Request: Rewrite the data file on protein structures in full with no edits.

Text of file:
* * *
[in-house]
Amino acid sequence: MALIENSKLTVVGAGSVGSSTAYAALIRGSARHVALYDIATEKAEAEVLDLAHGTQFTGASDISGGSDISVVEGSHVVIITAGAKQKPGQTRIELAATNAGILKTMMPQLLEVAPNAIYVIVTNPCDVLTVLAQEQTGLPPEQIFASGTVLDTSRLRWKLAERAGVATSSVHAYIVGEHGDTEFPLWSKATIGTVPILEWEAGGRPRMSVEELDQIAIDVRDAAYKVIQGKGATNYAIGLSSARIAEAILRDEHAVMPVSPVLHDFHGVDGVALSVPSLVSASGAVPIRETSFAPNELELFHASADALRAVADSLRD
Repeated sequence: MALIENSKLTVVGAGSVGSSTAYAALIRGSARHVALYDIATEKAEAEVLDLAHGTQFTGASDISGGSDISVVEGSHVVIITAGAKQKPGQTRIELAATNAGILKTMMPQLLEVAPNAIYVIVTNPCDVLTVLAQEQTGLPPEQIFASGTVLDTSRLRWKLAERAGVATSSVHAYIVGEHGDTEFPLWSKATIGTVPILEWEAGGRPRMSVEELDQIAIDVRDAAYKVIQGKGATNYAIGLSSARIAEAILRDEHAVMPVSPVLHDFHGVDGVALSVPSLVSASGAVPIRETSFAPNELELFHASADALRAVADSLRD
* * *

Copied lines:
[in-house]
Amino acid sequence: MALIENSKLTVVGAGSVGSSTAYAALIRGSARHVALYDIATEKAEAEVLDLAHGTQFTGASDISGGSDISVVEGSHVVIITAGAKQKPGQTRIELAATNAGILKTMMPQLLEVAPNAIYVIVTNPCDVLTVLAQEQTGLPPEQIFASGTVLDTSRLRWKLAERAGVATSSVHAYIVGEHGDTEFPLWSKATIGTVPILEWEAGGRPRMSVEELDQIAIDVRDAAYKVIQGKGATNYAIGLSSARIAEAILRDEHAVMPVSPVLHDFHGVDGVALSVPSLVSASGAVPIRETSFAPNELELFHASADALRAVADSLRD
Repeated sequence: MALIENSKLTVVGAGSVGSSTAYAALIRGSARHVALYDIATEKAEAEVLDLAHGTQFTGASDISGGSDISVVEGSHVVIITAGAKQKPGQTRIELAATNAGILKTMMPQLLEVAPNAIYVIVTNPCDVLTVLAQEQTGLPPEQIFASGTVLDTSRLRWKLAERAGVATSSVHAYIVGEHGDTEFPLWSKATIGTVPILEWEAGGRPRMSVEELDQIAIDVRDAAYKVIQGKGATNYAIGLSSARIAEAILRDEHAVMPVSPVLHDFHGVDGVALSVPSLVSASGAVPIRETSFAPNELELFHASADALRAVADSLRD